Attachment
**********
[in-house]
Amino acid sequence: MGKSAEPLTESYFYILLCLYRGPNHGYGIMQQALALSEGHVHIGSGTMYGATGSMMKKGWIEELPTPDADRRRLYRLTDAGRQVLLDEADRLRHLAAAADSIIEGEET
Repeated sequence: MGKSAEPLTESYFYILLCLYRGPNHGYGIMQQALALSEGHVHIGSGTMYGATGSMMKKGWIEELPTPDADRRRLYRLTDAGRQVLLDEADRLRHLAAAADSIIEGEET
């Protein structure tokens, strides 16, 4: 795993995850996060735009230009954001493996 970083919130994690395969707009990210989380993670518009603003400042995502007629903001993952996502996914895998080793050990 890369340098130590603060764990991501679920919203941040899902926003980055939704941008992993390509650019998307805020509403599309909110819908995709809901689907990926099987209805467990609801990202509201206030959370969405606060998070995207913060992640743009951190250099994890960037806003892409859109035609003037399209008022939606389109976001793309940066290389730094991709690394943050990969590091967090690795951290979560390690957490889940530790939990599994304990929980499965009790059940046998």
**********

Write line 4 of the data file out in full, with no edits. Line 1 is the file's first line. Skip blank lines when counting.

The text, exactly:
């Protein structure tokens, strides 16, 4: 795993995850996060735009230009954001493996 970083919130994690395969707009990210989380993670518009603003400042995502007629903001993952996502996914895998080793050990 890369340098130590603060764990991501679920919203941040899902926003980055939704941008992993390509650019998307805020509403599309909110819908995709809901689907990926099987209805467990609801990202509201206030959370969405606060998070995207913060992640743009951190250099994890960037806003892409859109035609003037399209008022939606389109976001793309940066290389730094991709690394943050990969590091967090690795951290979560390690957490889940530790939990599994304990929980499965009790059940046998």